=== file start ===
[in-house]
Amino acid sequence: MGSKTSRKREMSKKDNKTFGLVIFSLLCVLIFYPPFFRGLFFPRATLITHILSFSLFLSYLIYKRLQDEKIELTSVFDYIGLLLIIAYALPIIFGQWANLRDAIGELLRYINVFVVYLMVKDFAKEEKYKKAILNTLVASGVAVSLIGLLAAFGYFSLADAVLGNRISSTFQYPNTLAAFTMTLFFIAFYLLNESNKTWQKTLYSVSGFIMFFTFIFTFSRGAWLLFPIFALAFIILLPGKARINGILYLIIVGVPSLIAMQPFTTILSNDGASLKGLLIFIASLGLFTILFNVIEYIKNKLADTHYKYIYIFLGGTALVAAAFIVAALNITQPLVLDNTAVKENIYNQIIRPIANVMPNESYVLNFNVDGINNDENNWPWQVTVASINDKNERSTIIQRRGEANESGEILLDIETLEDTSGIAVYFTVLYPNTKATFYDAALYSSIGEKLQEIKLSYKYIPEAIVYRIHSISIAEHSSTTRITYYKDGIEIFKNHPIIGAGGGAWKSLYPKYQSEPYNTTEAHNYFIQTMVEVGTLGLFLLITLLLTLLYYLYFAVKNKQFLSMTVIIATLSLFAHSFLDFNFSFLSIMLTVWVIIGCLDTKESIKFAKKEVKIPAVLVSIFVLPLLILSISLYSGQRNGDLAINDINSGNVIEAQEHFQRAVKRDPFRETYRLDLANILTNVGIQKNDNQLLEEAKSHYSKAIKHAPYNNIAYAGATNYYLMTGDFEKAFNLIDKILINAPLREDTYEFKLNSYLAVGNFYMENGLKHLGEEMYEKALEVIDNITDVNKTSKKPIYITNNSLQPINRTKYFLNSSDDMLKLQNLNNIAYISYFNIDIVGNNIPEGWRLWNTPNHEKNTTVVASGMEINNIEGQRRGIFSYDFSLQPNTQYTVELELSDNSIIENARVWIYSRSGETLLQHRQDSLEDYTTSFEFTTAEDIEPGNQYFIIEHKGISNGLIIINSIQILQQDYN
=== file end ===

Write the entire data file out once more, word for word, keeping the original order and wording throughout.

[in-house]
Amino acid sequence: MGSKTSRKREMSKKDNKTFGLVIFSLLCVLIFYPPFFRGLFFPRATLITHILSFSLFLSYLIYKRLQDEKIELTSVFDYIGLLLIIAYALPIIFGQWANLRDAIGELLRYINVFVVYLMVKDFAKEEKYKKAILNTLVASGVAVSLIGLLAAFGYFSLADAVLGNRISSTFQYPNTLAAFTMTLFFIAFYLLNESNKTWQKTLYSVSGFIMFFTFIFTFSRGAWLLFPIFALAFIILLPGKARINGILYLIIVGVPSLIAMQPFTTILSNDGASLKGLLIFIASLGLFTILFNVIEYIKNKLADTHYKYIYIFLGGTALVAAAFIVAALNITQPLVLDNTAVKENIYNQIIRPIANVMPNESYVLNFNVDGINNDENNWPWQVTVASINDKNERSTIIQRRGEANESGEILLDIETLEDTSGIAVYFTVLYPNTKATFYDAALYSSIGEKLQEIKLSYKYIPEAIVYRIHSISIAEHSSTTRITYYKDGIEIFKNHPIIGAGGGAWKSLYPKYQSEPYNTTEAHNYFIQTMVEVGTLGLFLLITLLLTLLYYLYFAVKNKQFLSMTVIIATLSLFAHSFLDFNFSFLSIMLTVWVIIGCLDTKESIKFAKKEVKIPAVLVSIFVLPLLILSISLYSGQRNGDLAINDINSGNVIEAQEHFQRAVKRDPFRETYRLDLANILTNVGIQKNDNQLLEEAKSHYSKAIKHAPYNNIAYAGATNYYLMTGDFEKAFNLIDKILINAPLREDTYEFKLNSYLAVGNFYMENGLKHLGEEMYEKALEVIDNITDVNKTSKKPIYITNNSLQPINRTKYFLNSSDDMLKLQNLNNIAYISYFNIDIVGNNIPEGWRLWNTPNHEKNTTVVASGMEINNIEGQRRGIFSYDFSLQPNTQYTVELELSDNSIIENARVWIYSRSGETLLQHRQDSLEDYTTSFEFTTAEDIEPGNQYFIIEHKGISNGLIIINSIQILQQDYN